Last year I did some work for a client who declared the press release to be dead. Instead I found myself working on an ‘e-newsletter’, which to my mind was a press release by any other name.
Marketing professionals have to change their approach to suit the tools of the moment, and certainly the likes of Twitter and Facebook are very ‘now’. But is the press release really dead? Has the need for it gone away? Probably not; it’s merely become unfashionable. And, crucially, you already know how to do one properly (or at least – you may think you know). It has no mystique, no magic. You won’t find features in marketing magazines on “5 Essential Tips For A Great Press Release” or have digital agencies banging on your door to offer consultancy services in Press Release Optimisation. It’s, like, so done.
I wonder, though, if in our eagerness to embrace new channels we’re forgetting how to service the essential existing ones; and that the press release can play an important (if unsexy) role in an integrated marketing strategy.
When I work with motorsport clients I dread the arrival of the word “lifestyle”. It signifies a conviction that the core audience is too geeky by half, and that it is already aware of the sponsors’ branding. We don’t need to speak to them, do we? No, we need the lifestyle audience. We need to shake it up a bit. We need to do something… different.
In the run-up to last weekend’s Bahrain Grand Prix, my inbox filled with communications of varying quality. Some of the teams had clearly fallen prey to reinvention syndrome. Red Bull’s race preview release was just a load of flim-flam about where to go for a good meal and a fun night out in Manama; quirky and on-brand, maybe, but not very useful to anyone outside the cloistered environment of the F1 paddock. Or perhaps they hoped the Sunday Times magazine might think, “Wow! What a great destination! Clear six pages in next week’s issue! Is Michael Winner available? Does he drink Red Bull? I know he’s got a dicky ticker but will he do a bungee jump?”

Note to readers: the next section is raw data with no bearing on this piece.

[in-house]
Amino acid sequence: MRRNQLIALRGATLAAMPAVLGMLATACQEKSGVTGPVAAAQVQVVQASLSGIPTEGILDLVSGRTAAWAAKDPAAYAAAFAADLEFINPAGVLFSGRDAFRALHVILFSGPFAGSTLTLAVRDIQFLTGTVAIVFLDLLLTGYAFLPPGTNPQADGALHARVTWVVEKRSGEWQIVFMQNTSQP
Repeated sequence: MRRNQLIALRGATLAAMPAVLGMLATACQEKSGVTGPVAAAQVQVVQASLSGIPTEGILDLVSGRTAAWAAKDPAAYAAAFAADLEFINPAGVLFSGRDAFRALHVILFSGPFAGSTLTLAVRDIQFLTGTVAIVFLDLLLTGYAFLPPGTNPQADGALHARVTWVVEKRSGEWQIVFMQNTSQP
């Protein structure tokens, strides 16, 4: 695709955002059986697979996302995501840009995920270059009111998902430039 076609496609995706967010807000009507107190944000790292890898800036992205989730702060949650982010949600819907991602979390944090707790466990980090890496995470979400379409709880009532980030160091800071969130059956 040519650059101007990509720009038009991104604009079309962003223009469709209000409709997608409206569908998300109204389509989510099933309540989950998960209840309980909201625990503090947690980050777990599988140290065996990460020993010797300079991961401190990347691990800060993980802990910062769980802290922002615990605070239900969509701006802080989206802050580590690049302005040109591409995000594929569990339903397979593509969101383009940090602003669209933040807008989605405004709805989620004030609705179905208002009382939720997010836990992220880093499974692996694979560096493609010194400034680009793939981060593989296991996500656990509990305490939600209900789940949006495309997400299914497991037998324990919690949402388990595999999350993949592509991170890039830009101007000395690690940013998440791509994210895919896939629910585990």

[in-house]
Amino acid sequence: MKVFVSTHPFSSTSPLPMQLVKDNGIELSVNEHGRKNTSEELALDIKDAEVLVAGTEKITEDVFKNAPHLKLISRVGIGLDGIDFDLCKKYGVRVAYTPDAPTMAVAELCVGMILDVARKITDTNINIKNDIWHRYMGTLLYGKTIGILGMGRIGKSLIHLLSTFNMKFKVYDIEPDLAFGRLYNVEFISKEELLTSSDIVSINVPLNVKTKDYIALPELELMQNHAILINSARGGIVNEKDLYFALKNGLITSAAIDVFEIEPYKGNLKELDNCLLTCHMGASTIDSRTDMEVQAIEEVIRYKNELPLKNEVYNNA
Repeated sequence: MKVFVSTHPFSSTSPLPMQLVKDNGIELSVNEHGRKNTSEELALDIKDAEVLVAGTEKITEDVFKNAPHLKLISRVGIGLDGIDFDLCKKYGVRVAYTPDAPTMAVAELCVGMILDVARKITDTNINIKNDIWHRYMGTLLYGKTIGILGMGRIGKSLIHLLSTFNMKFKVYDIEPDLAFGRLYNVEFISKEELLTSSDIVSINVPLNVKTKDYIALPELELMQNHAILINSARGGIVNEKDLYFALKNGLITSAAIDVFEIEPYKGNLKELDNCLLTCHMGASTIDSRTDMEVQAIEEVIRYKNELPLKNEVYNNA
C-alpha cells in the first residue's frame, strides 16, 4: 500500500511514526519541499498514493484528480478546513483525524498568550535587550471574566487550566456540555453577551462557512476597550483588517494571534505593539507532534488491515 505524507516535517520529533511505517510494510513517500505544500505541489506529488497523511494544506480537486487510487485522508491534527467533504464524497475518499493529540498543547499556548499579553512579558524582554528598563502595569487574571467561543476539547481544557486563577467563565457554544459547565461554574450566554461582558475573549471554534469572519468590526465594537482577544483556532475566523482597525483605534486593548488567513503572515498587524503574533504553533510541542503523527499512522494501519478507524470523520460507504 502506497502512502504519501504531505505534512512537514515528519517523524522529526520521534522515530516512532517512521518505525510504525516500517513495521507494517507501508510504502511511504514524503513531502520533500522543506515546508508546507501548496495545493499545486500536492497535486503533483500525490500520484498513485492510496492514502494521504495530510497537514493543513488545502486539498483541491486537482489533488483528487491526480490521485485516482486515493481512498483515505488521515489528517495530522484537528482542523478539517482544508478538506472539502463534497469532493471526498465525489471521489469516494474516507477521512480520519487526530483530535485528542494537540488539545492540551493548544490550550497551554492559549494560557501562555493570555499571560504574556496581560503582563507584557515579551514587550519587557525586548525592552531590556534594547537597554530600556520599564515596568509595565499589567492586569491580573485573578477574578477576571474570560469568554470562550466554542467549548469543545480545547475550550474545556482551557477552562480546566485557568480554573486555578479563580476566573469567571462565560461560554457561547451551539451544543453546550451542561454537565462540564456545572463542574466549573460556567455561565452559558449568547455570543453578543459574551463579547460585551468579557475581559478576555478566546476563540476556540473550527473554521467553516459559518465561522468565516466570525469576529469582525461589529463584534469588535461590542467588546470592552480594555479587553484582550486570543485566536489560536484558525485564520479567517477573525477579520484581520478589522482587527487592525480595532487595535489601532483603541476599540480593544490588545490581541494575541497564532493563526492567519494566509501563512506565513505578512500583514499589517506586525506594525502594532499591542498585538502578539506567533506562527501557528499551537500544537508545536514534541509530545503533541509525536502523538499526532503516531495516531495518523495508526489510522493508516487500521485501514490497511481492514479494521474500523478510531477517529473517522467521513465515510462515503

Above all, a press release has to be useful. It doesn’t have to be sexy. The Cosworth pre-Bahrain release (produced by UKSN contributor Chris Hughes) broke no new ground in the art of the press release but it was packed with concise, timely, useful and relevant information. That’s all you need to ensure that the media use it.
In fact, I’d argue that in the present media climate – where there’s a proliferation of new media outlets, often one-man bands or other shoestring outfits – a tightly written press release is going to be used pretty much word-for-word. I certainly read more about Cosworth last week than I did about where to eat in Bahrain…